As Easter Sunday approaches we are able to reflect back on one of the most challenging years in the history of our nation. For some of us, Easter Sunday might be a time of questioning His presence during the unprecedented challenges of this past year. And that is understandable. Our God is big enough to answer all of life’s difficult questions. For others, Easter Sunday is a time of reassurance that an almighty God sent his son to die on the cross for our sins, and rise from the grave to give us all hope for a future. So the question we are asking our journalism students to blog about today is: In this particularly challenging year, what does Easter mean to you? These blogs are Part 1 of a two-part series.
Easter is a time of reflection and appreciation for the sacrifice Jesus Christ made for us on the cross. In this photo, Camp Akita, a church camp in Logan, Ohio, which runs throughout the summer each year, has a hill called Bald Eagle, where students hike for a full day of worship. Photo by Kamryn Bell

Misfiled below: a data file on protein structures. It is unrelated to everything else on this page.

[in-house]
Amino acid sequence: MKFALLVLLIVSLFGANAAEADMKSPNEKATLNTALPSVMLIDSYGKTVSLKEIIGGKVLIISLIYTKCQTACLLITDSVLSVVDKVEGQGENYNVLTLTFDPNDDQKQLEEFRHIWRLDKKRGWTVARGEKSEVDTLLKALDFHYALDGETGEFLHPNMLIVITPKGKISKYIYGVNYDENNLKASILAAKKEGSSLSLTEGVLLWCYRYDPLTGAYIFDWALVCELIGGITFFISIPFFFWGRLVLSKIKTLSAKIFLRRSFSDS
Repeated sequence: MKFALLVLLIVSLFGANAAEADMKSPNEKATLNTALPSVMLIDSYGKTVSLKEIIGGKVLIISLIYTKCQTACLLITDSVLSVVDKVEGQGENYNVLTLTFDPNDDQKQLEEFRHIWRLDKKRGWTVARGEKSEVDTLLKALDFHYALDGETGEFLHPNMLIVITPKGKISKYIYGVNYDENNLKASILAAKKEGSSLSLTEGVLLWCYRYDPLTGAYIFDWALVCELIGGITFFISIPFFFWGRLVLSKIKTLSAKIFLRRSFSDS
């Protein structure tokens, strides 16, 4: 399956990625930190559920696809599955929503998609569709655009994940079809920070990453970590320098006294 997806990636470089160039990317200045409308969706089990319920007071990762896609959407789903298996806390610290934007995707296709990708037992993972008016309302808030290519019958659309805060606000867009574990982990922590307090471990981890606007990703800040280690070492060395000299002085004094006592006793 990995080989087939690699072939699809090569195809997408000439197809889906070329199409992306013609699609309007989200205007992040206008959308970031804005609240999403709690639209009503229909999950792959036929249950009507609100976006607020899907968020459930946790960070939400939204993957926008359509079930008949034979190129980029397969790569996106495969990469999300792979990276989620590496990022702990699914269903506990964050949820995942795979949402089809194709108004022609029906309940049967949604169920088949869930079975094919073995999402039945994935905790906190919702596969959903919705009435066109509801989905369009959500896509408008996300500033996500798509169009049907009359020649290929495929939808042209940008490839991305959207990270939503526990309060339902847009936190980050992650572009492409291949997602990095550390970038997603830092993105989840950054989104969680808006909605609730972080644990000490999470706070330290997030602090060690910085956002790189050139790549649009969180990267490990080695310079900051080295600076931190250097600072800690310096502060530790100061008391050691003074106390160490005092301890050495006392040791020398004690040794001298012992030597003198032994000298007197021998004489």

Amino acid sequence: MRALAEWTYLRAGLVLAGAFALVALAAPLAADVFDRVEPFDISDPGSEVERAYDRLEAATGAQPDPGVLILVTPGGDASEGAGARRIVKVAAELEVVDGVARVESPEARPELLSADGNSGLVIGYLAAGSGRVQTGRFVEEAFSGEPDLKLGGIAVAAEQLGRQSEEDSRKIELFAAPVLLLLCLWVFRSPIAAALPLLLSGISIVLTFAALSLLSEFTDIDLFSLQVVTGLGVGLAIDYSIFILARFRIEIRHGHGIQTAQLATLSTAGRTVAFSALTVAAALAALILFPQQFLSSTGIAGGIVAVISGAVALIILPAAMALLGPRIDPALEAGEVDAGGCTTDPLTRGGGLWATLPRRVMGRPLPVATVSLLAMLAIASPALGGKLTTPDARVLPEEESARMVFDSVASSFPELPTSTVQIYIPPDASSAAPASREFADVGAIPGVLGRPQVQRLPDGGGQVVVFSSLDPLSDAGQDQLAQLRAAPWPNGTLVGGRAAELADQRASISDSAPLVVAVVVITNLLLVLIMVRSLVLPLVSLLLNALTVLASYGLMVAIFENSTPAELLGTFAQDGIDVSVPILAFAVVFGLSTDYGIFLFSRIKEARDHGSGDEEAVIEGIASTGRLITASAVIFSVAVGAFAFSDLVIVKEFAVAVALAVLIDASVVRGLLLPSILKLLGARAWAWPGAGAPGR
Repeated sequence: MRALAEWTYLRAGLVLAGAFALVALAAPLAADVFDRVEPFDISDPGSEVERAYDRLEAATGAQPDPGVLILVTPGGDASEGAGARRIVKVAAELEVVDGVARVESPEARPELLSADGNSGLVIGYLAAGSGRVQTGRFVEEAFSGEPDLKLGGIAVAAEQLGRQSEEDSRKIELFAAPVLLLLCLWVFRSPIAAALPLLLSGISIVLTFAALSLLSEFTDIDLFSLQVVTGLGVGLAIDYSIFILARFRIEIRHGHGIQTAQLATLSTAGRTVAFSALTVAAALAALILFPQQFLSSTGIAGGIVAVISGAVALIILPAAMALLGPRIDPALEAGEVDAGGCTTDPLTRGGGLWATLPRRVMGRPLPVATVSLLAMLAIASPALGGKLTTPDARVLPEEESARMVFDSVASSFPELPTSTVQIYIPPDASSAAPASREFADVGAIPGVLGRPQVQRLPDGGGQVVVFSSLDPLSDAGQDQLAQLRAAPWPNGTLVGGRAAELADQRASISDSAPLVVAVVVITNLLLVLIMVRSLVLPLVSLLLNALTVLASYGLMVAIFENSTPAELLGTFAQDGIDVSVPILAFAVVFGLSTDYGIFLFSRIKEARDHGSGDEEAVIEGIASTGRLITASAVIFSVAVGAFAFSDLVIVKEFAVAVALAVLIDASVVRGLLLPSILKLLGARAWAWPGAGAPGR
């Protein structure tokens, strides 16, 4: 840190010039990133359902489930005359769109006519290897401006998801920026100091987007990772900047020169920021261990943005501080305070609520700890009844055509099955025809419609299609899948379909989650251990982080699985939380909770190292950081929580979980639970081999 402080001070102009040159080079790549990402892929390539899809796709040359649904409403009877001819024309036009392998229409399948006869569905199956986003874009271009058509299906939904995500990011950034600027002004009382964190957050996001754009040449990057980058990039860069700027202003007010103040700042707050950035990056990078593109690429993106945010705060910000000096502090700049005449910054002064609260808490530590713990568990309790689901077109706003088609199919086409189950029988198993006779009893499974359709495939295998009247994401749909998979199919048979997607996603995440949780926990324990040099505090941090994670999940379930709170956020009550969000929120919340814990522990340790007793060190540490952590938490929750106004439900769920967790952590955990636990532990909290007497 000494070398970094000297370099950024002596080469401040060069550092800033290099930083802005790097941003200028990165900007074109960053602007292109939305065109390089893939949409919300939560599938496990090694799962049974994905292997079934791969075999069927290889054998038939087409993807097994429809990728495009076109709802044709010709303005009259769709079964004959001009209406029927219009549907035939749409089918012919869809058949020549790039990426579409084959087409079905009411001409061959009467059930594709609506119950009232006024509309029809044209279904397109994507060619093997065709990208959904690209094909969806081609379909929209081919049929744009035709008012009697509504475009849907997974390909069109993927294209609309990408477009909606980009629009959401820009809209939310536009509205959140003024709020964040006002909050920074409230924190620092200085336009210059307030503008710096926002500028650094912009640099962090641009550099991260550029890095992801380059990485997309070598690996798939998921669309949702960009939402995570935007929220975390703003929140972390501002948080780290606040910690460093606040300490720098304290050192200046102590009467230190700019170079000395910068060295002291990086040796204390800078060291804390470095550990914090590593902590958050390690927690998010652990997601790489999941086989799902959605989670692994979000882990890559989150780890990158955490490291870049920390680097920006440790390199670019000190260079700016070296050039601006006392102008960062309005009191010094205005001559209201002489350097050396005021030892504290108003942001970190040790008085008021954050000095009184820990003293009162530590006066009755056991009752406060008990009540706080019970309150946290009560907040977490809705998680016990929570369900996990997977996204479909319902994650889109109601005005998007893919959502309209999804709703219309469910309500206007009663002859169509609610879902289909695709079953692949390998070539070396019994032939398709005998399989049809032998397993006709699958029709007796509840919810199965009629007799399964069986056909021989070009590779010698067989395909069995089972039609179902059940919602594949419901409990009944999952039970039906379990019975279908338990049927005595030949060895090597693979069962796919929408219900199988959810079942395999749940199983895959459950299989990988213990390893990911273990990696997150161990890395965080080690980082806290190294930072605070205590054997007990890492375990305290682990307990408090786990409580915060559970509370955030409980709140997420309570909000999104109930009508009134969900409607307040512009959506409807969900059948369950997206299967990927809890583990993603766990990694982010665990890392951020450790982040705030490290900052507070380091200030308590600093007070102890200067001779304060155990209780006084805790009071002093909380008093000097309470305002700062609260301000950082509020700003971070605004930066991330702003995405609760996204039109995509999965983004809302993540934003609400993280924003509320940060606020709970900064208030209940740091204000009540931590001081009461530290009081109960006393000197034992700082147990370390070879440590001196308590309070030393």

Believe it or not, there once was a time when you would walk into the Perk or SRC or Mabee Great Hall and see your friends and classmates smiling and laughing, and you could actually see their faces. What a difference a year makes. Those times will certainly return, but in the meantime how are students at Missouri Baptist University coping with the requirement to continue wearing masks after the mandate has been in place for the better part of a full year now?
Zachary Mailes works on his laptop at the Perk. Face masks have become such a part of students’ lives during the past year that we have come to expect them to be worn everywhere that people congregate. Photo by Emmi Windes
As the world moves past the one-year mark of COVID-19, what are college students missing the most these days and what do they look forward to as we are finally turning the corner on this deadly pandemic? Could it be the freedom of not wearing a mask? Or perhaps just interacting with other people?
Students miss their pre-COVID lives and wonder when those lives might return. Thankfully, some projections estimate we could begin returning to a more normal lifestyle as early as late spring or early summer. Photo by Bram Williams